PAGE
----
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Diabetes and Carpal Tunnel Syndrome

Tuesday, September 14, 2010
By Anne Kramer

Carpal Tunnel Syndrome (CTS) is likely the disorder most commonly associated with the general term "ergonomics." The average person understands the symptoms of CTS (i.e. pain in the wrist), but is not familiar with how it is caused, why it occurs, or how it affects the body outside of the wrist area. In fact, it would surprise many to learn there is an understood link between CTS and another commonly understood health concern: Diabetes.

The word "carpal" is derived from the Greek "karpos" which refers to the wrist. The bones of the wrist are surrounded by fibrous tissue which supports the karpos. There is however, a space in between this tissue and the actual bone, known as the "carpal tunnel." In this tunnel runs a nerve, known as the median nerve, which is responsible for relaying sensory information, such as the touch sensations of the thumb, index, and middle fingers of the hand. If, for any reason, the tissue surrounding the karpos becomes swollen, it can put pressure on the median nerve, causing tingling, numbness, and in advanced cases, pain.

While swelling of the feet and ankles is a commonly-observed side effect among diabetes patients, swelling of other joints, including the wrists is starting to become more prevalent. Swelling in the wrists among diabetes patients has been attributed to new diabetes medications. Among the side effects of newer, more effective blood glucose-leveling medications is swelling of specific joints, including the wrists. Another thought is that because when blood glucose levels are high, the proteins in the tendons of the carpal tunnel become "glycosylated" - a phenomenon wherein glucose attaches to the tendon proteins, inflaming them - the median nerve can be constricted.

Whatever the cause, carpal tunnel syndrome is 15 times more likely in persons with diabetes than those without. Taking precautions against carpal tunnel syndrome is especially important for office workers with diabetes. Here's a brief review of some standard measures to be taken against incurring carpal tunnel syndrome.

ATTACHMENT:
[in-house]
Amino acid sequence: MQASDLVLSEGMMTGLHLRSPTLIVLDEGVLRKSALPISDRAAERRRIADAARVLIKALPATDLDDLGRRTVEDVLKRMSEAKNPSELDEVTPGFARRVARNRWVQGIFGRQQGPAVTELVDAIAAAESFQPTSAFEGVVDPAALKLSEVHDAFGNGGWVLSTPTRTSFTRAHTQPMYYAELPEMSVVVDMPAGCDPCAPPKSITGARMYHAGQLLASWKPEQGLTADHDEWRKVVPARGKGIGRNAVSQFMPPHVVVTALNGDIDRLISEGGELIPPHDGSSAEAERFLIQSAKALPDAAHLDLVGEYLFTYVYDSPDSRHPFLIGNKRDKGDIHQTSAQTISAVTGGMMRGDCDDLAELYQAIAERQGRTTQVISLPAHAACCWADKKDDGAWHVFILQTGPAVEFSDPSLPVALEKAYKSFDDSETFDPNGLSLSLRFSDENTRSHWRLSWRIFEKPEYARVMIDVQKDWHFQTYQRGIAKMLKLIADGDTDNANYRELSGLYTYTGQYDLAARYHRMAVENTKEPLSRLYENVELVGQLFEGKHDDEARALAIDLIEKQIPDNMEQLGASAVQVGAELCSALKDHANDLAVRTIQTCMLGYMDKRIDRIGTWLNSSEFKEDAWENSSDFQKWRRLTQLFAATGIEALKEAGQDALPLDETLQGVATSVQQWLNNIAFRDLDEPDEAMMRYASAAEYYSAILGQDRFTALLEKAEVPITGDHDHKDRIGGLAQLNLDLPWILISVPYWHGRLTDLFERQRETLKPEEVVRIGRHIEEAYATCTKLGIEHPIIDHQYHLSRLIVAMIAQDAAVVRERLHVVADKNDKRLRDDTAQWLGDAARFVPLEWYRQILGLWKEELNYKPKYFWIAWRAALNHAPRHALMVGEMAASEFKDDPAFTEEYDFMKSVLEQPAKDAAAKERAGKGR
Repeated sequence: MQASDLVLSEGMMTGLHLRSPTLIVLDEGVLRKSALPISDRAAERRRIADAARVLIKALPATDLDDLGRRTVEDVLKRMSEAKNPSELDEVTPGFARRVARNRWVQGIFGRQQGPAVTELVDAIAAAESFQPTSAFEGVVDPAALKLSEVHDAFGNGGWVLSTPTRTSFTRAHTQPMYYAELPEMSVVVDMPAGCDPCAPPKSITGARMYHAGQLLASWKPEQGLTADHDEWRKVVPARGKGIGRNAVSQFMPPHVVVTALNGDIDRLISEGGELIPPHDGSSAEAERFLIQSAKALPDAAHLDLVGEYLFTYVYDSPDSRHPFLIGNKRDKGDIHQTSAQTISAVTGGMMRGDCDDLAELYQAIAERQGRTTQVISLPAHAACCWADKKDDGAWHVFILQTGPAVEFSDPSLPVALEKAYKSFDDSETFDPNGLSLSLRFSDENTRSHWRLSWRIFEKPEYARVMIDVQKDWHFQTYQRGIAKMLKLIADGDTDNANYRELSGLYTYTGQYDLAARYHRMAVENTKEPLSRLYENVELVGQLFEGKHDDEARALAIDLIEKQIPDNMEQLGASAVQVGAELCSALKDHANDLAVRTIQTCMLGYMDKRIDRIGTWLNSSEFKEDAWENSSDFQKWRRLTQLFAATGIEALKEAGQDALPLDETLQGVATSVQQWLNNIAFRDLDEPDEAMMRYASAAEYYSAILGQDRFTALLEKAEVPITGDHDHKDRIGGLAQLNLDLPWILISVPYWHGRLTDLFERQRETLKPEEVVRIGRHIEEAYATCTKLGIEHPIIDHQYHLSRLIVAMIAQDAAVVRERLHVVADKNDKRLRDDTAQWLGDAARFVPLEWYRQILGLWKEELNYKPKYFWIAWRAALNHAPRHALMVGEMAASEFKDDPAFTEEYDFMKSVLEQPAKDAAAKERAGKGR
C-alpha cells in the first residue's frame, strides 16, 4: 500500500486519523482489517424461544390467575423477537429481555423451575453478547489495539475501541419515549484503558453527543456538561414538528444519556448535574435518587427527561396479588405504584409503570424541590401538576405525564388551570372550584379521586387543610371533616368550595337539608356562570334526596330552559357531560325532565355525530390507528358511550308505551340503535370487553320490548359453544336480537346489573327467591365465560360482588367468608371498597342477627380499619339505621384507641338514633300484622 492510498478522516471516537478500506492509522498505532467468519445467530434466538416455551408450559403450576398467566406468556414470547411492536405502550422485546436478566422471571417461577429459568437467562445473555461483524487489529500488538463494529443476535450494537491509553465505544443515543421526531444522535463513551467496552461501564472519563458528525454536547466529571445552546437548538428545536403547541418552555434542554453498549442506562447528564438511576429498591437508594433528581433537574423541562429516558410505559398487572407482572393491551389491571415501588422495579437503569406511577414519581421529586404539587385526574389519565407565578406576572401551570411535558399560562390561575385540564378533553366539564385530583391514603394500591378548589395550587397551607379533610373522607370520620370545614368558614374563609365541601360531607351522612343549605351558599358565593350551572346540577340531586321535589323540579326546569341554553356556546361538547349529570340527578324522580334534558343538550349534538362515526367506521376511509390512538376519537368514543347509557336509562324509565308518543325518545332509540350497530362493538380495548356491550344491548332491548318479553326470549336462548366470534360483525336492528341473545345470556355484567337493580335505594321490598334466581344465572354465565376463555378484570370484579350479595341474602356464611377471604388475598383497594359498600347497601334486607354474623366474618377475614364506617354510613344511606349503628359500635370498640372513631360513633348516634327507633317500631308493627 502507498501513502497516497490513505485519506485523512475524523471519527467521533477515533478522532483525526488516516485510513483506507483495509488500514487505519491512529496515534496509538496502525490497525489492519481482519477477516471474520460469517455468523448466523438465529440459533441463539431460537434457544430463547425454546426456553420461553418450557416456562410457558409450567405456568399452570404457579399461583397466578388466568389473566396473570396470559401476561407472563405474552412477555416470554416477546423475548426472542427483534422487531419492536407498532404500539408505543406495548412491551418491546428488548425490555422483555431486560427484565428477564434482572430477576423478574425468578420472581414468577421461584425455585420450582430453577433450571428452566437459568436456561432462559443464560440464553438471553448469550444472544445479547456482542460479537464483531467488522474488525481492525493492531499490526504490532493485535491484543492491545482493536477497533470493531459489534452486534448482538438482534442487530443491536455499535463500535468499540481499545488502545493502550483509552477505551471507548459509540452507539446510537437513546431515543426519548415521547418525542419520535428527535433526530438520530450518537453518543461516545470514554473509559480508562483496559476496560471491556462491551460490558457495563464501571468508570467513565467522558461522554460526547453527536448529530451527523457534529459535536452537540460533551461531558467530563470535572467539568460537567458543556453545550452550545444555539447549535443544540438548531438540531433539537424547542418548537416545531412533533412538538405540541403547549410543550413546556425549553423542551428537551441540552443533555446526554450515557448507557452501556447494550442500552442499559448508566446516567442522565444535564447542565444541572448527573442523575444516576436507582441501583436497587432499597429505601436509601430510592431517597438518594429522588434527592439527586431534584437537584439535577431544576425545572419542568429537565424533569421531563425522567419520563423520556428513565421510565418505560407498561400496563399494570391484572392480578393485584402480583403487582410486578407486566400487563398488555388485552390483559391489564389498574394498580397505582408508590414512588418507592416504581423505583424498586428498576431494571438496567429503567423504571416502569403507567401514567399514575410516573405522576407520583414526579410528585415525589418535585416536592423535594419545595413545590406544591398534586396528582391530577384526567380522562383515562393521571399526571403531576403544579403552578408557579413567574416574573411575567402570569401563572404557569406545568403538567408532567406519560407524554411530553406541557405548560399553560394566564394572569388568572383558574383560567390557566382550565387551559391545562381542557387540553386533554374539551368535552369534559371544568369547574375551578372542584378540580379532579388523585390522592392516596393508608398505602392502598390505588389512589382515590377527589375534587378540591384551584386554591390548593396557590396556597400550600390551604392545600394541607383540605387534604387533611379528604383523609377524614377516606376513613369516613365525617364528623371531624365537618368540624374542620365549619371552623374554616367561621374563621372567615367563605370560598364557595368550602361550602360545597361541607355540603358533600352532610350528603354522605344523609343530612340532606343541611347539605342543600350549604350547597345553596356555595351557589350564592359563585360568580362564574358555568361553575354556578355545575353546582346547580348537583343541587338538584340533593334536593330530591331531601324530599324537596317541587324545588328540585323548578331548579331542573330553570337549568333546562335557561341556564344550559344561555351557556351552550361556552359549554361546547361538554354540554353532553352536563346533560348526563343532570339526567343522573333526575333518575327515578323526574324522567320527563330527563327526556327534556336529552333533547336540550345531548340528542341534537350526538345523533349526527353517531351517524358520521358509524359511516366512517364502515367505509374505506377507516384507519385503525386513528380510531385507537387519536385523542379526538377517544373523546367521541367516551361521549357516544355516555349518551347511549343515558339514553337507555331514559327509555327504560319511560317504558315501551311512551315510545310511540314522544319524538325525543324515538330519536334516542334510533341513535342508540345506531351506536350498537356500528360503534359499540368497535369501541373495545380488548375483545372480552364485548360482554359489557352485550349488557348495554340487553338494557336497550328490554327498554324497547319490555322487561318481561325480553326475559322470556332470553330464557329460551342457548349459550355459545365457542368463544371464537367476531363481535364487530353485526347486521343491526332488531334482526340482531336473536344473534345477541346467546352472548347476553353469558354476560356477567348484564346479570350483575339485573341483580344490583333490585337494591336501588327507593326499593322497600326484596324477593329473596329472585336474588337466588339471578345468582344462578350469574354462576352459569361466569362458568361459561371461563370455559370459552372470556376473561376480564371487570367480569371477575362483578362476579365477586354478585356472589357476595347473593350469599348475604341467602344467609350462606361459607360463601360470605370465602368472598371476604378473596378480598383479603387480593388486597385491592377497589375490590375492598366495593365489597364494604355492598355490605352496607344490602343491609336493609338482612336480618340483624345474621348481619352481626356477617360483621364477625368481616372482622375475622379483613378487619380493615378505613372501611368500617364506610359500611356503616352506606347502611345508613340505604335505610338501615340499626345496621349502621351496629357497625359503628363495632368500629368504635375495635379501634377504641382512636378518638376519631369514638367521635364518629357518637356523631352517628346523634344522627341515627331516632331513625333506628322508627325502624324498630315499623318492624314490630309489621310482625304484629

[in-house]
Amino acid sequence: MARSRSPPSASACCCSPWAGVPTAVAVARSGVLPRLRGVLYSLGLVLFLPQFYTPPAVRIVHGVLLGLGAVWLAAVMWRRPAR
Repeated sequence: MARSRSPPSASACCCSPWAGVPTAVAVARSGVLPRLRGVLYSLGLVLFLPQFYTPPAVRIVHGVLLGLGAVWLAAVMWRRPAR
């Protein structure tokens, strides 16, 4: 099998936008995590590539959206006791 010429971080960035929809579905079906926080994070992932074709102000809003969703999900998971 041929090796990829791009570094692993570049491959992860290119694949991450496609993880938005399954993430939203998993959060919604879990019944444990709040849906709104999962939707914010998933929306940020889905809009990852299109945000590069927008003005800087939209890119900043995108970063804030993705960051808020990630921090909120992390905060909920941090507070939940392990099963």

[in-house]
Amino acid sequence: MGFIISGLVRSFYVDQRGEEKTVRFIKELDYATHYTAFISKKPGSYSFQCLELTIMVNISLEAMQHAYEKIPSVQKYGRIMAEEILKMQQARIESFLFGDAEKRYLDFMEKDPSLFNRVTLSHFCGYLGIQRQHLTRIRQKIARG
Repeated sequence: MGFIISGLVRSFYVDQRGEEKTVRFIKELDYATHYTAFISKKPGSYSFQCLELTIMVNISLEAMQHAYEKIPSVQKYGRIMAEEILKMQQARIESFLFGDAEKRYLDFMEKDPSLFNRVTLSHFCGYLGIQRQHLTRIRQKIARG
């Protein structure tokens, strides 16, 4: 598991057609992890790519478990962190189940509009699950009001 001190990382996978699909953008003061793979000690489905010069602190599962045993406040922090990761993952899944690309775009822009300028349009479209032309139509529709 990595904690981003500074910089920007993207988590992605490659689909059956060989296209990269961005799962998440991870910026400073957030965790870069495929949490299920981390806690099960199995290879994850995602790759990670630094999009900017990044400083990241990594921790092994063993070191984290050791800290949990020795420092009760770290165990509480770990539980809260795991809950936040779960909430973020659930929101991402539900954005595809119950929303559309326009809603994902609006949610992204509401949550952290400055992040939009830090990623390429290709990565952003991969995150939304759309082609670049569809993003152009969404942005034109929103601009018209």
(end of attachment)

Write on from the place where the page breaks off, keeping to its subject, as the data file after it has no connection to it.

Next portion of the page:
• Cease Aggravating Activity: The easiest way to prevent the onset of carpal tunnel syndrome is to cease activity which causes it. This is easily accomplished if you believe your symptoms to result from some extracurricular activity, such as knitting. If, on the other hand, your carpal tunnel results from a work-related activity, this may be a little trickier.
  • Massage: If you must continually partake in a wrist-inflaming activity, try massaging and stretching the muscles and tendons of your wrist before the activity. Doing this can ready your body for the action, making it less likely to become inflamed.
  • Wear a Splint: While uncomfortable for some, a wrist splint prevents your wrist from assuming any potentially aggravating positions. The daily wear of a splint is in fact one of the best ways to prevent CTS.

If you have diabetes, or if diabetes runs in your family, you are technically at a higher risk for carpal tunnel syndrome. Taking these few precautions can go a long way toward preventing a potentially debilitating condition.




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